However, in that one, he remembers being in the judge’s chambers with Barchman, Gaylord and Gaylord’s lawyer, Curtis Dial. “We had a short meeting and used that time to clean up jury instructions.”

He said Watkins was late and was “definitely the fourth and last to arrive and it was close to the start of trial.”

Yates said, however, that “at no time in the trial I thought, wow, Mr. Watkins has been drinking. There was nothing that led me to believe that Mr. Watkins was drinking.”

He remembers during closing arguments, “Mr. Watkins was crying.” He was turned around and Yates said “at first, I thought he was hot, but then I went to the court reporter and she said that Mr. Watkins was crying.”

The only unusual thing about the trial Yates remembers is that one of the jurors did not show up for trial because he had been oversleeping. A reserve officer went to get him, Yates noted.

The state expects Virginia Barchman and a Muscatine county attorney to testify in regards to alleged alcohol use by Watkins in the Gaylord Trial.

A customer on the private  law practice side of Abraham Watkins Law Office testified November 1 that he witnessed Watkins walking in his office in underwear.

Dave Paulek, retired teacher and former Van Buren County Supervisor, said that Abraham Watkins appeared in the office in front of him and Watkins’ female employees in just “boxers and a t-shirt.”

Watkins’ law office is also in the same location as his residence in Keosauqua. The office is on the downstairs’ main floor.

The incident happened in August 2015 around 10:30 a.m. Watkins began his term as county attorney in January  2015.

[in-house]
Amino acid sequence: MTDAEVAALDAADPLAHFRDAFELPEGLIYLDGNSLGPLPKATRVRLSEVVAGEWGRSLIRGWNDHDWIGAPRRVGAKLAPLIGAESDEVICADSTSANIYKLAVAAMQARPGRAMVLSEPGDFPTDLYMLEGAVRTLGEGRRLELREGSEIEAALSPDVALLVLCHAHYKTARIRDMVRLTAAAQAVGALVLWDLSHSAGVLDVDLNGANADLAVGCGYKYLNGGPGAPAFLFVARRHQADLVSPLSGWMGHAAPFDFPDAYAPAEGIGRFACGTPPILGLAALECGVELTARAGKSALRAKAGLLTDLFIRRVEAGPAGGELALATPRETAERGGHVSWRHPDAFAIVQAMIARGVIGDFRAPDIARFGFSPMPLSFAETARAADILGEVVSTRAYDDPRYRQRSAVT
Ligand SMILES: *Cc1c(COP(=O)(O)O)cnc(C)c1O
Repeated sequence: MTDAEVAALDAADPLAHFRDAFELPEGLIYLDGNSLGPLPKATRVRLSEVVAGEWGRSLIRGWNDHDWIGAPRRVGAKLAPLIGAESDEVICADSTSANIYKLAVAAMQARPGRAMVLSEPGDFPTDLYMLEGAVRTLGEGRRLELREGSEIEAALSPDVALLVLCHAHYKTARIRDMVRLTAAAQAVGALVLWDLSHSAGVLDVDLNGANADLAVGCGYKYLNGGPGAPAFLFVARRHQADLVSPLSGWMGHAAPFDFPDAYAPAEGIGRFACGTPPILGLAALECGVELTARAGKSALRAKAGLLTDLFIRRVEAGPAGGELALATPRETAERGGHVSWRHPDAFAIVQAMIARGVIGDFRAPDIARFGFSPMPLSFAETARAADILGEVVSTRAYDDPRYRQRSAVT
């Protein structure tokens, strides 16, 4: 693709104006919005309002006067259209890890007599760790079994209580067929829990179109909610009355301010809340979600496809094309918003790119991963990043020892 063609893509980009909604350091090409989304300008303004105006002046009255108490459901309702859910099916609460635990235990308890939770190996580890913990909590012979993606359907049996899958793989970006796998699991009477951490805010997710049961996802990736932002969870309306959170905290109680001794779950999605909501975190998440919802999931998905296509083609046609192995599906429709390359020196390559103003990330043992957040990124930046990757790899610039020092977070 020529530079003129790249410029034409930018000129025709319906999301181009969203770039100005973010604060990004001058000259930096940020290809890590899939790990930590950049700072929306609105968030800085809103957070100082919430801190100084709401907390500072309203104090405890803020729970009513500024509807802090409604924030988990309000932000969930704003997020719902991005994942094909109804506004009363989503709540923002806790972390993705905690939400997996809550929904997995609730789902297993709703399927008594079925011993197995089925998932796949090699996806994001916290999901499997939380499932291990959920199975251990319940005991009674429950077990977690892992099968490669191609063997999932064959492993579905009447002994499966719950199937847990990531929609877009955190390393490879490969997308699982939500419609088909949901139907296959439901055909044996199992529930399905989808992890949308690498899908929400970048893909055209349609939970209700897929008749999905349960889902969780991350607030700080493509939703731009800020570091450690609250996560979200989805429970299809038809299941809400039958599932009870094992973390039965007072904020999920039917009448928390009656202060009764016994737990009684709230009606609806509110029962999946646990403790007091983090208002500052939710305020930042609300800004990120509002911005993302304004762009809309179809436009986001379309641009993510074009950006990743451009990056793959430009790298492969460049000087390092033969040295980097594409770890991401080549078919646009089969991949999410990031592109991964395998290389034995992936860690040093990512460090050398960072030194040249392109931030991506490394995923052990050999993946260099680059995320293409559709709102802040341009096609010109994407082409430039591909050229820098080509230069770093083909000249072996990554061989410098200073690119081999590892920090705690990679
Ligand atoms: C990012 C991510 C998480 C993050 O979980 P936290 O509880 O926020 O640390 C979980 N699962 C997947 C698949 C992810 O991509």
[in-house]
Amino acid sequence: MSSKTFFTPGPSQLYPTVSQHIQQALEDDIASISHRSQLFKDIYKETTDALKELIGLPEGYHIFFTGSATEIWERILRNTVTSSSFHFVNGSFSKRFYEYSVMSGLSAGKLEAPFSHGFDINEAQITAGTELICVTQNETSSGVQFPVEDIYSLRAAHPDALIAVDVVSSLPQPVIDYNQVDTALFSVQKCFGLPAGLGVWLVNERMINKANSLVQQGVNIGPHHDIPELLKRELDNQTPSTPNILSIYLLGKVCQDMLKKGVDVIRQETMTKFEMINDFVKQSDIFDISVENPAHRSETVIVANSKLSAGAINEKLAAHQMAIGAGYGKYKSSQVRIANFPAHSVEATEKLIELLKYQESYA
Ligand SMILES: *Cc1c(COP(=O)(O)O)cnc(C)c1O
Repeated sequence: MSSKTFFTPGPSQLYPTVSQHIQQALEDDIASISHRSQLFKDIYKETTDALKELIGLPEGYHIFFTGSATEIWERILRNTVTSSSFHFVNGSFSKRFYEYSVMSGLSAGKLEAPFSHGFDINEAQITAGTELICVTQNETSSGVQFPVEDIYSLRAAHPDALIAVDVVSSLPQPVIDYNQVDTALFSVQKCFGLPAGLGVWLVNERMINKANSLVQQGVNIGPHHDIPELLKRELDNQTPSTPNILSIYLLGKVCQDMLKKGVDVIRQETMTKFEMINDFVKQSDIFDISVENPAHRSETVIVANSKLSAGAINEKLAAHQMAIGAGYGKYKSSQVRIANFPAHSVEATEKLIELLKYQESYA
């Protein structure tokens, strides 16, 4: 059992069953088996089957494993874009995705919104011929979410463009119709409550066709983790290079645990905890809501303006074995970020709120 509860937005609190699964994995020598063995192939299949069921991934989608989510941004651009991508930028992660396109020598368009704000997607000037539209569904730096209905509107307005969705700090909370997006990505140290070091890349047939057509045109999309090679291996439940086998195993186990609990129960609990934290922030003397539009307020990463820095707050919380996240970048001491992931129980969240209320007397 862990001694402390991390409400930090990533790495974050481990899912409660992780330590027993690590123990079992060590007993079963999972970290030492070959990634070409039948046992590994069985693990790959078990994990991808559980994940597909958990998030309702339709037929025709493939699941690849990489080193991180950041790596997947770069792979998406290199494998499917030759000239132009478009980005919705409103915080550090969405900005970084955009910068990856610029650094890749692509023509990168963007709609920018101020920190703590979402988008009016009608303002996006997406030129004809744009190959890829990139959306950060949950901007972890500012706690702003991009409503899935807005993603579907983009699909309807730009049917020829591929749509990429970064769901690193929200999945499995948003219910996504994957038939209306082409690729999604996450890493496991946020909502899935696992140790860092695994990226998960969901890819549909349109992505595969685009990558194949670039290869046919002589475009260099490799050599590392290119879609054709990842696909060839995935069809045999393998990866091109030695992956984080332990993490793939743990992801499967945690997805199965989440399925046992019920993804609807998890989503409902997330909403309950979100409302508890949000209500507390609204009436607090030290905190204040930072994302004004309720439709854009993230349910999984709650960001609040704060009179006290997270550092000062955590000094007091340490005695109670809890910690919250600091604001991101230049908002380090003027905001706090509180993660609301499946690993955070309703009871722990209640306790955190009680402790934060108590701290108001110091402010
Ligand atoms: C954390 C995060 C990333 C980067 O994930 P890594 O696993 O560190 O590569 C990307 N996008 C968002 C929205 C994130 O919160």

Paulek testified that Watkins was doing some legal work for him.

Paulek said he was there  at Watkins’ office to pick up papers at Watkins’ request, but they weren’t ready. As he was waiting in the office he said, “Abe came down the stairs in boxers and a  t-shirt. They weren’t shorts. He looked a little rough.”

Paulek said he remembered that the boxers “had a red pattern.”

Paulek said he found Watkins showing up in underwear “unusual” and it later came up in a conversation he had with Chris Kauffman, who is a friend of the Pauleks.

“I wouldn’t call it a complaint, but just an unusual situation,” Paulek said.

Paulek said Watkins’ wife was with him and there was another female employee present.

Paulek mentioned the incident to Van Buren County Assistant Attorney Virginia Barchman, who is also a friend of the Pauleks.

“She found it unsettling and said she saw it before.”

Paulek said otherwise, he was pleased with the legal work that Watkins performed for the family. He said the paper that he was told to pick up, though, still hasn’t been given to him.